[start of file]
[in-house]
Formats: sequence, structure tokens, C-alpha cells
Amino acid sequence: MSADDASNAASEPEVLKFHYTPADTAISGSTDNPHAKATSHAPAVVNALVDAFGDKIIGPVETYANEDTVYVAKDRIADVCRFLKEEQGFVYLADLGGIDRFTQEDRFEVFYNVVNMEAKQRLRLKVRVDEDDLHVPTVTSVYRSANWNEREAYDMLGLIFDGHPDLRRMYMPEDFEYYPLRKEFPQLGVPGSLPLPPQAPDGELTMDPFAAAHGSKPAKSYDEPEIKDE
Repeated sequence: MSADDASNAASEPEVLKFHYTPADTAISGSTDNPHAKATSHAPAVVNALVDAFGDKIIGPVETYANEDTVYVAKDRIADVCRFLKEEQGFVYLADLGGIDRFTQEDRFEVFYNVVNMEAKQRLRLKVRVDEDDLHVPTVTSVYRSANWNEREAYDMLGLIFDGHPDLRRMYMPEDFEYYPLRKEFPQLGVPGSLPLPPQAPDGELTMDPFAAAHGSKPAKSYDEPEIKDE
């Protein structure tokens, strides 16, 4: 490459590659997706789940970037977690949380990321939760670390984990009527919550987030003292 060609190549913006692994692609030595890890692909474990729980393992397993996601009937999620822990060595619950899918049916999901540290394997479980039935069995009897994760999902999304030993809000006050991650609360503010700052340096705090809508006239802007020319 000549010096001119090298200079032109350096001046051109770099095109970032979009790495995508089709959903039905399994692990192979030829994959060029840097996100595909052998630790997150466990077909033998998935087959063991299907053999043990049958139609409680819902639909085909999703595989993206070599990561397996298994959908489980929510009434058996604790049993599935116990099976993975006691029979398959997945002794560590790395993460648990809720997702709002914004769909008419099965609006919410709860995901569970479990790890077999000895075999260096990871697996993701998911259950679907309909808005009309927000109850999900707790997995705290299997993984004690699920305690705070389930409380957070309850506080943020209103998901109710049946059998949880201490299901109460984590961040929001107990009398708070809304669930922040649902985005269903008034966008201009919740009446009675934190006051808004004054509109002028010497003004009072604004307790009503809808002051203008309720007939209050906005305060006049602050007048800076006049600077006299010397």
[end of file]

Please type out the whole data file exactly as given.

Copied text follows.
[in-house]
Formats: sequence, structure tokens, C-alpha cells
Amino acid sequence: MSADDASNAASEPEVLKFHYTPADTAISGSTDNPHAKATSHAPAVVNALVDAFGDKIIGPVETYANEDTVYVAKDRIADVCRFLKEEQGFVYLADLGGIDRFTQEDRFEVFYNVVNMEAKQRLRLKVRVDEDDLHVPTVTSVYRSANWNEREAYDMLGLIFDGHPDLRRMYMPEDFEYYPLRKEFPQLGVPGSLPLPPQAPDGELTMDPFAAAHGSKPAKSYDEPEIKDE
Repeated sequence: MSADDASNAASEPEVLKFHYTPADTAISGSTDNPHAKATSHAPAVVNALVDAFGDKIIGPVETYANEDTVYVAKDRIADVCRFLKEEQGFVYLADLGGIDRFTQEDRFEVFYNVVNMEAKQRLRLKVRVDEDDLHVPTVTSVYRSANWNEREAYDMLGLIFDGHPDLRRMYMPEDFEYYPLRKEFPQLGVPGSLPLPPQAPDGELTMDPFAAAHGSKPAKSYDEPEIKDE
């Protein structure tokens, strides 16, 4: 490459590659997706789940970037977690949380990321939760670390984990009527919550987030003292 060609190549913006692994692609030595890890692909474990729980393992397993996601009937999620822990060595619950899918049916999901540290394997479980039935069995009897994760999902999304030993809000006050991650609360503010700052340096705090809508006239802007020319 000549010096001119090298200079032109350096001046051109770099095109970032979009790495995508089709959903039905399994692990192979030829994959060029840097996100595909052998630790997150466990077909033998998935087959063991299907053999043990049958139609409680819902639909085909999703595989993206070599990561397996298994959908489980929510009434058996604790049993599935116990099976993975006691029979398959997945002794560590790395993460648990809720997702709002914004769909008419099965609006919410709860995901569970479990790890077999000895075999260096990871697996993701998911259950679907309909808005009309927000109850999900707790997995705290299997993984004690699920305690705070389930409380957070309850506080943020209103998901109710049946059998949880201490299901109460984590961040929001107990009398708070809304669930922040649902985005269903008034966008201009919740009446009675934190006051808004004054509109002028010497003004009072604004307790009503809808002051203008309720007939209050906005305060006049602050007048800076006049600077006299010397």